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# Linear vibrations of continuum with fractional derivatives

- Duygu Dönmez Demir
^{1}Email author, - Necdet Bildik
^{1}and - Berra Gültekin Sinir
^{2}

**2013**:104

https://doi.org/10.1186/1687-2770-2013-104

© Dönmez Demir et al.; licensee Springer 2013

**Received:**18 December 2012**Accepted:**12 April 2013**Published:**25 April 2013

## Abstract

In this paper, linear vibrations of axially moving systems which are modelled by a fractional derivative are considered. The approximate analytical solution is obtained by applying the method of multiple scales. Including stability analysis, the effects of variation in different parameters belonging to the application problems on the system are calculated numerically and depicted by graphs. It is determined that the external excitation force acting on the system has an effect on the stiffness of the system. Moreover, the general algorithm developed can be applied to many problems for linear vibrations of continuum.

## Keywords

- linear vibrations
- dynamic analysis of continuum
- fractional derivative
- perturbation method

## 1 Introduction

Fractional derivatives are useful for describing the occurrence of vibrations in engineering practice. The studies involving fractional calculus and its applications to mechanical problems appear widely in different studies [1]. The advances in fractional calculus focus on modern examples in differential and integral equations, physics, signal processing, fluid mechanics, viscoelasticity, mathematical biology and electrochemistry [2].

The general solution procedure including all the problems instead of separately solving each problem is quite advantageous. Many different linear or nonlinear models addressing vibrations of continuum appear in the literature. Some of these works are as follows: Pakdemirli [3] developed a general operator technique to analyse the vibrations of a continuous system with an arbitrary number of coupled differential equations. Özhan and Pakdemirli [4–6] suggested the general solution procedure to investigate a more general class of continuous systems such as gyroscopic and viscoelastic systems. Ghayesh *et al.* [7] considered a general solution procedure for the vibrations of systems with cubic nonlinearities subjected to nonlinear and time-dependent boundary conditions. Hence, a general solution is adapted to solve the dynamic problems constituting continuum.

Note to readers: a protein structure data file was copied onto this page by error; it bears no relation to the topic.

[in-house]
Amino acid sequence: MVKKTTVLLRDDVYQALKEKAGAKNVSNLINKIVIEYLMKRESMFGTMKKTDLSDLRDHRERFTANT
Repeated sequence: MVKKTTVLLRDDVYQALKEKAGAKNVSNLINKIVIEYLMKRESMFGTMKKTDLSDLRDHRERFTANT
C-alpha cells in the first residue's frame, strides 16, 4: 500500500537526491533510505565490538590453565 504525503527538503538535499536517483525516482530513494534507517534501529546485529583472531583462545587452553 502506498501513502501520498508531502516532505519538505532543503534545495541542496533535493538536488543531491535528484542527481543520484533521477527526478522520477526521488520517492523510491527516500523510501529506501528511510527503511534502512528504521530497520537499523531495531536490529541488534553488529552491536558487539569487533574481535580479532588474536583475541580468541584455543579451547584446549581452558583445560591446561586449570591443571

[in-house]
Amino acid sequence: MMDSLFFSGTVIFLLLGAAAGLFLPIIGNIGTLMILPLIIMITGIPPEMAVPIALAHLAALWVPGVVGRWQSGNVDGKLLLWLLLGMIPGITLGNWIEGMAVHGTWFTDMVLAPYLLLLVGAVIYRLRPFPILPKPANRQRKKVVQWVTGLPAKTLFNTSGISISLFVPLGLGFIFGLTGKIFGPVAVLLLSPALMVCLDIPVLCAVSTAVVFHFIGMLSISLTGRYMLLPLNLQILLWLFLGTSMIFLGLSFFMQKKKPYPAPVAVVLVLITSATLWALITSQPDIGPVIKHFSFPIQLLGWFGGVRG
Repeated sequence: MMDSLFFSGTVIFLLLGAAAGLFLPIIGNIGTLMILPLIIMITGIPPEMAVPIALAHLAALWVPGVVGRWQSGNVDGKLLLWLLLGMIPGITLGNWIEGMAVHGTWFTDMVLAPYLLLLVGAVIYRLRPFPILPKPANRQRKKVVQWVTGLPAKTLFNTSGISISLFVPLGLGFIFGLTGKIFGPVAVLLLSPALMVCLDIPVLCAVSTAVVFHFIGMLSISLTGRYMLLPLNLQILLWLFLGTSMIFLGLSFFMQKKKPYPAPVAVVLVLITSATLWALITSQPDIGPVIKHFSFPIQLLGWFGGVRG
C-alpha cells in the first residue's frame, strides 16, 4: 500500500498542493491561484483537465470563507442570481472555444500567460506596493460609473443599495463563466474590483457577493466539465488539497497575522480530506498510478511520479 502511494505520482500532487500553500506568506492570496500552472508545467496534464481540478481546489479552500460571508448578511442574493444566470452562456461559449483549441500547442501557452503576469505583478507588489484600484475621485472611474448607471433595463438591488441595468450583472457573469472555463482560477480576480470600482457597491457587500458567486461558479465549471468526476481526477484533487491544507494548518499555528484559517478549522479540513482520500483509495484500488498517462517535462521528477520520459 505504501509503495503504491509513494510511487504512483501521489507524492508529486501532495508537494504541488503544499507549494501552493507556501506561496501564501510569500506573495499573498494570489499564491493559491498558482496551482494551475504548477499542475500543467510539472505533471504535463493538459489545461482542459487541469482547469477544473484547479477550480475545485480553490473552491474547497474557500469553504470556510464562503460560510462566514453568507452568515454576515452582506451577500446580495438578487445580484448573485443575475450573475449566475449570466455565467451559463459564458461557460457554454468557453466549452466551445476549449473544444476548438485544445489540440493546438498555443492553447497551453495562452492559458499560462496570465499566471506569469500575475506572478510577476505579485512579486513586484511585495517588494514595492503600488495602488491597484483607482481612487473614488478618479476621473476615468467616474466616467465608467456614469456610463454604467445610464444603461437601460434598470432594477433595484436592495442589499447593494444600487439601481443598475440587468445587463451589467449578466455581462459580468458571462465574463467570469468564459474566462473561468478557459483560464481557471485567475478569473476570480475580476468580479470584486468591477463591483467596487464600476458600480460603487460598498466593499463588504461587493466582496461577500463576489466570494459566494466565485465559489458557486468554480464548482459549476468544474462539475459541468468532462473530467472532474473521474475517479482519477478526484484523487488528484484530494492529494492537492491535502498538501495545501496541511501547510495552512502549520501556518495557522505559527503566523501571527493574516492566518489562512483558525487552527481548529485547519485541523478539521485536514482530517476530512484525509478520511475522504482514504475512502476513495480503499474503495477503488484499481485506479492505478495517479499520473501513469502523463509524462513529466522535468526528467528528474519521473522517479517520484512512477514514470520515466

In recent years, there has been a growing interest in the area of fractional variational calculus and its applications [8, 9]. Fractional calculus, which is used successfully in various fields such as mathematics, science and engineering, is one of the generalisations of classical calculus. The merits of using a fractional differential operator lie in the fact that few parameters are needed to accurately describe the constitutive law of damping materials [10]. Bagley and Calico [11] modelled the mechanical properties of damping materials by fractional order time derivatives. The mechanical scientific community recognised the significance of fractional calculus for modelling viscoelastic material behaviour thanks to Bagley *et al.* [12]. Also, they studied longitudinal vibrations of rods and flexural vibrations of beams based on viscoelastic fractional derivative models [13]. For solving dynamic problems with a fractional derivative, the analysis of free damped vibrations of various mechanical systems, whose behaviour is described by linear viscoelastic models with fractional derivatives, were studied by Rossikhin and Shitikova [14]. Mainardi [15] considered the problems in continuum mechanics related to mathematical modelling of viscoelastic bodies. Cooke *et al.* [16] investigated the response of a viscoelastic beam with a fractional derivative. Skaar *et al.* [17] used a fractional standard linear solid model. French and Rogers [18] presented a small group of structural dynamics problems for which fractional calculus was adopted.